Rethink carefully.

I’m posting the following as a comment on the Mercury News Rethink blog in response to Jay Rosen’s call for input as to how a Merc beatblogger on green technology could have covered the “Al Gore joins Kleiner Perkins” story this week.

I’m going to throw a monkeywrench at the Rethink works here, just to air out something that’s obvious to anyone who reads both the Merc and a raft of blogs about things like Silicon Valley, venture capital, and green technology.

This is part of the problem that Rethink and Matt Nauman’s role as a beatblogger will need to solve:

Merc reporters get their butts handed to them by blogs on a regular basis.

I don’t mean to put any reporter down when I write that, but the Merc’s audience for stories like “Al Gore joins Kleiner Perkins” read the story hours — sometimes days — earlier in their feed reader.

In fact, the Merc used to have the best blog on the topic — Silicon Beat — before Matt Marshall and company left the newspaper and it was reborn as Venture Beat, which I subscribe to, regularly reading timely, clear, well-researched reporting on green tech in the Valley.

Add to the mix the sources that fuel TechCrunch, Scoble, Engadget, Gizmodo, and even the swarm of rumor-powered Apple-adjacent blogs, and you get a social network that is well ahead of the Merc’s curve.

In my opinion, the Rethink strategy of a renewed emphasis on business and technology in Silicon Valley is a Quixotic exercise.

But I don’t live on their side of the hill, and I didn’t hand out Starbucks cards in front of Fry’s in an extended but informal Newspaper Next market research project, and I didn’t talk to their readers to find out what they want from their local paper.

If it were up to me, I’d take a rethought Merc in a direction heavy on neighborhoods and light on beats that already get saturated with blog coverage.

I’m off-topic, and I didn’t answer Jay’s question yet, so here’s how I think this fits into the beatblogger framework:

A Mercury News beatblog+network on green technology should aggregate the best of what’s already out there in the wild. Trying to shoehorn sources on this beat into temporary roles as ‘commenters’ or ‘members’ of a network or ‘friends’ or ‘fans’ won’t go as far in the long run as linking out to them. Don’t try to duplicate an existing network already saturated with coverage.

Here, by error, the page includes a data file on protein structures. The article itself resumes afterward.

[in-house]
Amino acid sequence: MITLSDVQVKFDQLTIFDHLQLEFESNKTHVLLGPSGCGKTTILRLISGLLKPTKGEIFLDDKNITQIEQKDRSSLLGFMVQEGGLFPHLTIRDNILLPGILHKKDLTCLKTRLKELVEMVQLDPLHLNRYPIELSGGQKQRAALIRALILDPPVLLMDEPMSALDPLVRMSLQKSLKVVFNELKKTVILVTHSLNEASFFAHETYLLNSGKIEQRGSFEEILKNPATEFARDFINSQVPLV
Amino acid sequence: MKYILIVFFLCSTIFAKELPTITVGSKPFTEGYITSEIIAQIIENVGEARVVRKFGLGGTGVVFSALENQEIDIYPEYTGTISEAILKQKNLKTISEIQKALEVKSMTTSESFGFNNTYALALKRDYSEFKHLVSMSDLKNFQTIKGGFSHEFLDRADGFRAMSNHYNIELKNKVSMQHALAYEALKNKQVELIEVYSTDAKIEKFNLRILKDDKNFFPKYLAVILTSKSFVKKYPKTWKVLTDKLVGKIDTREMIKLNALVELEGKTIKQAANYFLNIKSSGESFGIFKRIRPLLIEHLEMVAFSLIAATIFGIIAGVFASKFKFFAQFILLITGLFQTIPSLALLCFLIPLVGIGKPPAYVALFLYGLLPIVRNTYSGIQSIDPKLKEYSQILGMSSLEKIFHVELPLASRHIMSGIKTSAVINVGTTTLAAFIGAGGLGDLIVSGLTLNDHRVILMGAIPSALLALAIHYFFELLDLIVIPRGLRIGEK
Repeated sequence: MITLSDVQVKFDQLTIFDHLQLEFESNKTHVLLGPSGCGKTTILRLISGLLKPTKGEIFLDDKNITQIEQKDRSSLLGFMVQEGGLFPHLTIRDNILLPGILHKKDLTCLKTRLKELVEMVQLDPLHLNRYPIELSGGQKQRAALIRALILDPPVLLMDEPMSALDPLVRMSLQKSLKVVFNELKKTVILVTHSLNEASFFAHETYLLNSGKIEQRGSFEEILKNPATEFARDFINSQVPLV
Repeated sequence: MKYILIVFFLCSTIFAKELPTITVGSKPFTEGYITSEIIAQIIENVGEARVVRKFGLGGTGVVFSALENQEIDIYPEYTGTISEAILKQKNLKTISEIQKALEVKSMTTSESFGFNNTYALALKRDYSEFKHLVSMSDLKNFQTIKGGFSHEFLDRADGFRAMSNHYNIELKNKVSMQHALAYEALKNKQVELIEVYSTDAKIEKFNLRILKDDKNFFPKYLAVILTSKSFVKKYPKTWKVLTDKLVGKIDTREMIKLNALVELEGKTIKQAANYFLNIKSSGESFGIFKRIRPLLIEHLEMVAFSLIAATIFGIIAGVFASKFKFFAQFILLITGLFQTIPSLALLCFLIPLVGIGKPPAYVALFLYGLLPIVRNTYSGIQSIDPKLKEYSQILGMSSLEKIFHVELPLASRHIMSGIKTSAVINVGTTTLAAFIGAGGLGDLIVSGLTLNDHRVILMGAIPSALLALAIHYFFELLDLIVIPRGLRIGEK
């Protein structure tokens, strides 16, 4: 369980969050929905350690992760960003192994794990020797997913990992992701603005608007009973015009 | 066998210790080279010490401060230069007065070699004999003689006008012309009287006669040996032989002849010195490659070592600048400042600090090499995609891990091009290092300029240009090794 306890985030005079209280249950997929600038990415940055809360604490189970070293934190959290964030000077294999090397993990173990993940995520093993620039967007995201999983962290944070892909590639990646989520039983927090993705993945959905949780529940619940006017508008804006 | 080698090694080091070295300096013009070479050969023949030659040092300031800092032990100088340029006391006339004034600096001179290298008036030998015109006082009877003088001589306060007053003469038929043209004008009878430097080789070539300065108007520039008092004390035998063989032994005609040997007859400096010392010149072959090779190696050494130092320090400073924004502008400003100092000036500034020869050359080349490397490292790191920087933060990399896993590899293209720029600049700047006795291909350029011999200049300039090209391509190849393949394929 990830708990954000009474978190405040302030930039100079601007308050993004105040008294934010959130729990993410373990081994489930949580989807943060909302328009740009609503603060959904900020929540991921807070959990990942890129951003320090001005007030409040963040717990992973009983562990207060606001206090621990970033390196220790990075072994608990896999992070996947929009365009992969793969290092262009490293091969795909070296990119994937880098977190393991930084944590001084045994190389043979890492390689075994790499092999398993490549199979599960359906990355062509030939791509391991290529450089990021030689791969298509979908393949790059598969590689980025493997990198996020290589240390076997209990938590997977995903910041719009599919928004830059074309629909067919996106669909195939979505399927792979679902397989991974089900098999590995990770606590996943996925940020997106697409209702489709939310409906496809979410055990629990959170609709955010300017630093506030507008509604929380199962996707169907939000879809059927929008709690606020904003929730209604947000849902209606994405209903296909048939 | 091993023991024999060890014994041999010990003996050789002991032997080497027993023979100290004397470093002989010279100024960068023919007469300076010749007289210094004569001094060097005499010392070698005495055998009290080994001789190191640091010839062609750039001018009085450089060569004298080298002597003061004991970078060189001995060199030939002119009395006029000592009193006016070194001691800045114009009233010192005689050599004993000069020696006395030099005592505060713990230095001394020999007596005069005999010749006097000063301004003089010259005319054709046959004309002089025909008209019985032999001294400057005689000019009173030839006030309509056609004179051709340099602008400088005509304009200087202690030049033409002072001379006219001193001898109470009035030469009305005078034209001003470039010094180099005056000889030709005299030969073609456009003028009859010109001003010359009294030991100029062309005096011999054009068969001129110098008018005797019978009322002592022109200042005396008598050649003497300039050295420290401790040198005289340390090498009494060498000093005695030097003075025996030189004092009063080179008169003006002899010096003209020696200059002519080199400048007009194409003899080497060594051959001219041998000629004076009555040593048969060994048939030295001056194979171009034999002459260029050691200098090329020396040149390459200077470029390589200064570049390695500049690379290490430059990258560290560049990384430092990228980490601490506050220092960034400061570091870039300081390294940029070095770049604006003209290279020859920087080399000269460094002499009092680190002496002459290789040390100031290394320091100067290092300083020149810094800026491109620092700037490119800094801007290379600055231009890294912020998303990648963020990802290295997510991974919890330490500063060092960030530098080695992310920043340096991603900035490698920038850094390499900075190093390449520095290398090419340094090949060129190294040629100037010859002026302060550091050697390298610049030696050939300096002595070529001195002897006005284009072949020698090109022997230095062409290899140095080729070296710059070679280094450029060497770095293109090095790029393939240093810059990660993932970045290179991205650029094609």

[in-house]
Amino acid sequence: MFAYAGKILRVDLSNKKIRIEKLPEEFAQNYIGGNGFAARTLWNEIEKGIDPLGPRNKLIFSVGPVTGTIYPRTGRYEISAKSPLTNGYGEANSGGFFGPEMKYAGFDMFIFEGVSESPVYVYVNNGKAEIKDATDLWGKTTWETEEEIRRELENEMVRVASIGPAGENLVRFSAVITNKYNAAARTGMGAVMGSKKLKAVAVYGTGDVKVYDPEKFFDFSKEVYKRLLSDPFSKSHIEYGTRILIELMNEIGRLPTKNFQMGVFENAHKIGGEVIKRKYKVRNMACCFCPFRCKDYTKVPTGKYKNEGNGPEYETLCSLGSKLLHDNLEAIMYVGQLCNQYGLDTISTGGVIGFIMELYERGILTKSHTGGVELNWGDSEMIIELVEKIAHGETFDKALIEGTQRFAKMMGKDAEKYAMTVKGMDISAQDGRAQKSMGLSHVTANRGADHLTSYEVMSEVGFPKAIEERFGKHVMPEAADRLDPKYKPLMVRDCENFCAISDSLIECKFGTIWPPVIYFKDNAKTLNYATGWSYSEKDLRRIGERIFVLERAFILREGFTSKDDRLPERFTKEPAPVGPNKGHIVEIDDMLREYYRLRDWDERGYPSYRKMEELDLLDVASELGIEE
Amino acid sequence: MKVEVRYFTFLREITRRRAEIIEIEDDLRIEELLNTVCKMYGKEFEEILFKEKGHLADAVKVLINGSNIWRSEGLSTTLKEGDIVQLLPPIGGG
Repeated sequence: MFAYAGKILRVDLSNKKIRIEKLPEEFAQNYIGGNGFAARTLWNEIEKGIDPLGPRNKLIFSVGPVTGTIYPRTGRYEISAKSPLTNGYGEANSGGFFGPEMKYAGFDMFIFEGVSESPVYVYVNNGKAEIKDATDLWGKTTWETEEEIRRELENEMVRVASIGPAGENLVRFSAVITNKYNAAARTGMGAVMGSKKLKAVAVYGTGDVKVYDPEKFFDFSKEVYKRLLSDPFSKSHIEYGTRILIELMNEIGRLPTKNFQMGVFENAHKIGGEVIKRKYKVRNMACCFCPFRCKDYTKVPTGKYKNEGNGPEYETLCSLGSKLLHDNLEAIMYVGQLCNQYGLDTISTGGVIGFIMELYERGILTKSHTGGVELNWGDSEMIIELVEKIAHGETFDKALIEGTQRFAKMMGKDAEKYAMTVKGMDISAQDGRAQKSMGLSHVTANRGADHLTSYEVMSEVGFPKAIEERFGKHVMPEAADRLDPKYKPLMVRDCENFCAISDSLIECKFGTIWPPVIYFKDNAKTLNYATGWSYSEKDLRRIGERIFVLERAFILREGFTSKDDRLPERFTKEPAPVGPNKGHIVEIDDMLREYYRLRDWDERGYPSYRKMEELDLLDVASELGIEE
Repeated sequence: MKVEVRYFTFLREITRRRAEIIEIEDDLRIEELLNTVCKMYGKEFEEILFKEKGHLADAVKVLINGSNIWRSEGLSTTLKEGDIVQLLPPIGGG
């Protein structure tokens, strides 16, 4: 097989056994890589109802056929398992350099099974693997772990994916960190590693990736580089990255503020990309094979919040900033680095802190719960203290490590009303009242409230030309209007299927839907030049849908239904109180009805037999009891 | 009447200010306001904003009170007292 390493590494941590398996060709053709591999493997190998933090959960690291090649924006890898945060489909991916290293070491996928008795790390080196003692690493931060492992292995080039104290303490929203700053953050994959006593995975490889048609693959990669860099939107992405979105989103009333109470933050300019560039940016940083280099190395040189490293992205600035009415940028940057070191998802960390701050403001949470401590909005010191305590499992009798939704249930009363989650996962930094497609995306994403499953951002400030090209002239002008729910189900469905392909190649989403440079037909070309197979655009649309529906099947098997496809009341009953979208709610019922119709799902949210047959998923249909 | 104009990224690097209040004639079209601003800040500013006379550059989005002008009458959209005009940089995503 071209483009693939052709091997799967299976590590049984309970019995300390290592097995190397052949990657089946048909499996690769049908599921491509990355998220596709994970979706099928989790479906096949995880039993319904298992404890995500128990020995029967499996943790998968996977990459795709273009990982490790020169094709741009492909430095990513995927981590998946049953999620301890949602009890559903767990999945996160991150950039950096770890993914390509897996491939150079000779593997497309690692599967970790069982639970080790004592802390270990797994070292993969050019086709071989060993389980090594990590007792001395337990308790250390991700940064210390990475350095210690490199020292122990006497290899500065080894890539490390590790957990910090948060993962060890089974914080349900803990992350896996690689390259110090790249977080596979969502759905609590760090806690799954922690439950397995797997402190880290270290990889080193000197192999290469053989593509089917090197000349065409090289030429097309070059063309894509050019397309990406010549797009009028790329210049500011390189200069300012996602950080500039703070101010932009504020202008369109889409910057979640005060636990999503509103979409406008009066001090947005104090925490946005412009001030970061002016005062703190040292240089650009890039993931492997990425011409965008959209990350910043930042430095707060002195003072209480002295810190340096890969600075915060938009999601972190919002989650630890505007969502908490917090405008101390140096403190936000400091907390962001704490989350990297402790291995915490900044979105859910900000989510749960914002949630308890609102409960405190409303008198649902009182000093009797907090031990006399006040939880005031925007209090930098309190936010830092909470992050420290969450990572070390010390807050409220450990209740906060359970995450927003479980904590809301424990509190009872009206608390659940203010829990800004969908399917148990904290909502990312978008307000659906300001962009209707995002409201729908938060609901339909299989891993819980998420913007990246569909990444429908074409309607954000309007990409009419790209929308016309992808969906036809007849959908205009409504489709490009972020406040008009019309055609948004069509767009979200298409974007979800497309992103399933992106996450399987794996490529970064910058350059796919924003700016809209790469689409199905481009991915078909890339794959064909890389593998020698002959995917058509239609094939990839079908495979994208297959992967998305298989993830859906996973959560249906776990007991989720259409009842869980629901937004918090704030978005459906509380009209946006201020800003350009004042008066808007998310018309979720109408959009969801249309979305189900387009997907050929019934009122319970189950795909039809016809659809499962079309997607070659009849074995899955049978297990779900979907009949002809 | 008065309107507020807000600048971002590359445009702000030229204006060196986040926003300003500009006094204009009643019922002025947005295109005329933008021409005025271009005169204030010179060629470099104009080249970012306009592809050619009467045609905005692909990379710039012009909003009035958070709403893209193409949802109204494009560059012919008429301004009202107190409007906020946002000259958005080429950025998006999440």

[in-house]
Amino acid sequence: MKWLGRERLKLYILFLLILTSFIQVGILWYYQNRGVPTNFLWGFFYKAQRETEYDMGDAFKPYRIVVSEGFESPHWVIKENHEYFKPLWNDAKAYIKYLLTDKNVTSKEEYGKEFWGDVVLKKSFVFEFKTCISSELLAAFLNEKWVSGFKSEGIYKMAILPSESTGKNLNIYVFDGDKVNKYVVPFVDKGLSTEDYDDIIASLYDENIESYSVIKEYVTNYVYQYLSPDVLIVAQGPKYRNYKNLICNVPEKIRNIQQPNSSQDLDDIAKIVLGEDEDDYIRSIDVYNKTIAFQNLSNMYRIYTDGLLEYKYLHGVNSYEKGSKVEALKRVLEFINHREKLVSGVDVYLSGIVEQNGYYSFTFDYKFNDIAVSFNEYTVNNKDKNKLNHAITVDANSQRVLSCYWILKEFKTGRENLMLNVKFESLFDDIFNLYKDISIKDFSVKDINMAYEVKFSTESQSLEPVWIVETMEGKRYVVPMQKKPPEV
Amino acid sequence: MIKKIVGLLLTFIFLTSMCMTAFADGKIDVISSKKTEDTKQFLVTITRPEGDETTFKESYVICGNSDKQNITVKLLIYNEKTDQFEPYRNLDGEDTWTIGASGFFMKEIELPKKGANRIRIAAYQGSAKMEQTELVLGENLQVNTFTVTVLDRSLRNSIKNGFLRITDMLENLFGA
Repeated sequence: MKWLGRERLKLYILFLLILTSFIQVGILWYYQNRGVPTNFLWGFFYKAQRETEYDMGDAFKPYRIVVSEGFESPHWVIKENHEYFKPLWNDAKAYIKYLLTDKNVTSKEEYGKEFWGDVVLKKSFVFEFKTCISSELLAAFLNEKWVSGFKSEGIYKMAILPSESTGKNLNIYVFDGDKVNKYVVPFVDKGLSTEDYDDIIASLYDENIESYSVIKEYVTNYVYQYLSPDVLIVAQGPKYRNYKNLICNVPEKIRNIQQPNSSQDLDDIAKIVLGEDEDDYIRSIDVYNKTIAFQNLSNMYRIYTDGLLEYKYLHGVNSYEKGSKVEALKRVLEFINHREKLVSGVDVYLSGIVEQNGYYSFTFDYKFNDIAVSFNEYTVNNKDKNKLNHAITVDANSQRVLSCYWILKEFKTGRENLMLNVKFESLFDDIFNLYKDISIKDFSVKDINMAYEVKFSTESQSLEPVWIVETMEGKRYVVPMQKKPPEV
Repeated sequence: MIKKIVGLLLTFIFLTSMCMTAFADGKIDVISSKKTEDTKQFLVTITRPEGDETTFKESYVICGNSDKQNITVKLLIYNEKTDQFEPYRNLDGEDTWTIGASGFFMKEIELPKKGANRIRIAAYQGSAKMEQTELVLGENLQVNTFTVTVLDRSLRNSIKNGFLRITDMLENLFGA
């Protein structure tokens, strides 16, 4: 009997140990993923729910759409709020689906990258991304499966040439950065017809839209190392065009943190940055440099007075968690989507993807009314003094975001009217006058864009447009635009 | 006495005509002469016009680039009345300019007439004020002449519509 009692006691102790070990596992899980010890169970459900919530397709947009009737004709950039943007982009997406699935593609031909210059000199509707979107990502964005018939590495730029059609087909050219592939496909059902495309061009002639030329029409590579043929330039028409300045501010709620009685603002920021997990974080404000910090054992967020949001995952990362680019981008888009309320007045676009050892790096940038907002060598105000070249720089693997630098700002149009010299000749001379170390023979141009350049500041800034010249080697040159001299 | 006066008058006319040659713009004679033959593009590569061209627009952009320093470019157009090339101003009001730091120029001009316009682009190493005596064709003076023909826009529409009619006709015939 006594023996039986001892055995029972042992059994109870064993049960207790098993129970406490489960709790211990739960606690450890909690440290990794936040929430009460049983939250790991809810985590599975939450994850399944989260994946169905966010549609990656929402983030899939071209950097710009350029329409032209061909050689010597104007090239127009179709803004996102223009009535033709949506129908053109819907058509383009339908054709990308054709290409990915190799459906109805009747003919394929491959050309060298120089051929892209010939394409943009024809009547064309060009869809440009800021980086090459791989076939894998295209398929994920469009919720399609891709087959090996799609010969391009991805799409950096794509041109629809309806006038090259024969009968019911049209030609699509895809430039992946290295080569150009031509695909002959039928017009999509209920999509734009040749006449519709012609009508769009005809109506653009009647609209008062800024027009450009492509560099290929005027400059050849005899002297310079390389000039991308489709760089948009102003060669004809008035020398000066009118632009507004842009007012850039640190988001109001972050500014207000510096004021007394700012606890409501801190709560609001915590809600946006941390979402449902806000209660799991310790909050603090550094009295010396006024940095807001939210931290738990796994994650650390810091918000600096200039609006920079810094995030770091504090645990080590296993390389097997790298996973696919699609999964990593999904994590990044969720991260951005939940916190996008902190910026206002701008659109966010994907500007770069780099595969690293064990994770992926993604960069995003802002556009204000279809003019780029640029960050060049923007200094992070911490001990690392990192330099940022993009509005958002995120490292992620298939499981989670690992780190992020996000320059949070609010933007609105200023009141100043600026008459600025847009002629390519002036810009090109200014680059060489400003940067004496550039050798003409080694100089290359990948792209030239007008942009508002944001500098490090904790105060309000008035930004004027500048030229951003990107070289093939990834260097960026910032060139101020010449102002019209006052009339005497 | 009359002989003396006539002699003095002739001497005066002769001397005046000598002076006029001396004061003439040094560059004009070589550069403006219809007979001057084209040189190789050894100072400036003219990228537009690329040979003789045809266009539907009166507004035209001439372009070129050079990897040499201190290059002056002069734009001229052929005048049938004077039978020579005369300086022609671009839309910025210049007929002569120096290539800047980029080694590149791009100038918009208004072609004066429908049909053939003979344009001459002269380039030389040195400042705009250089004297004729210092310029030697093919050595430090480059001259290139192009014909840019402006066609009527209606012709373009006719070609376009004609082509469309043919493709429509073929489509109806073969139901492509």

Today’s Blog Music / The Hype Machine – discover, listen and buy music discussed on the best mp3 blogs

This is the music blog aggregator I’ve been looking for, because I’m too damn lazy to find people who blog about music I like, and I’m simply out of touch with anyone other than my two or three favorite bands. via Rex.

Today’s Blog Music / The Hype Machine – discover, listen and buy music discussed on the best mp3 blogs

If you don’t get unbundled media, you’re not selling attention*

Command-and-control, top-down, masthead mass media is dead.


It’s over, and the readers/users/viewers won.

And without getting all “Information wants to be free,” I’ll just say that if you don’t get what Howard** and Zac are talking about here, it’s time for you to start understanding it.

Take Howard’s advice, young journalists:

“Blogs should be a daily routine for every dedicated journalist. They should read every blog related to their beats. They should read blogs about their own interests and hobbies. They should read blogs about their profession. To get blogging is to get how things have changed.”

Read blogs. Read everything you can get your eyes on about what you’re passionate about, whether it’s your beat or not. Are you into a concept, a game, a book, a movie, a tv show, a political candidate, a business? Really get into it.

Stop reading all those press releases in your inbox and find a slate of blogs that tell you things you need to know, everyday, to know everything about that one thing you’re passionate about.

Take Zac’s words to heart, newspaper publishers:

“Brand isn’t a name anymore. Brand is interface. Flickr is a dumb name. So is Twitter. So is Google. But we’re not looking for a name. We’re looking for usefulness. We’re looking for content. We’re looking for what we want.”

We’re looking for what we want.

Exactly. We don’t care what the name at the top of the page says, we’re your neighbors, and we’re looking for information, or entertainment, or a diversion — this isn’t new. This is why readers pick up a newspaper, in any form.

*Huh? Selling attention? What was that supposed to mean?

**Full disclosure: Howard is my new boss.

House panel approves legal shield for bloggers – CNET

Not as great as it sounds. Basically says that bloggers are journalists IF they make money “or livelihood” — if they take ads. Not sure how detailed the language is, because my blog has certainly been a factor in getting “livelihood.” via Dave W.

House panel approves legal shield for bloggers – CNET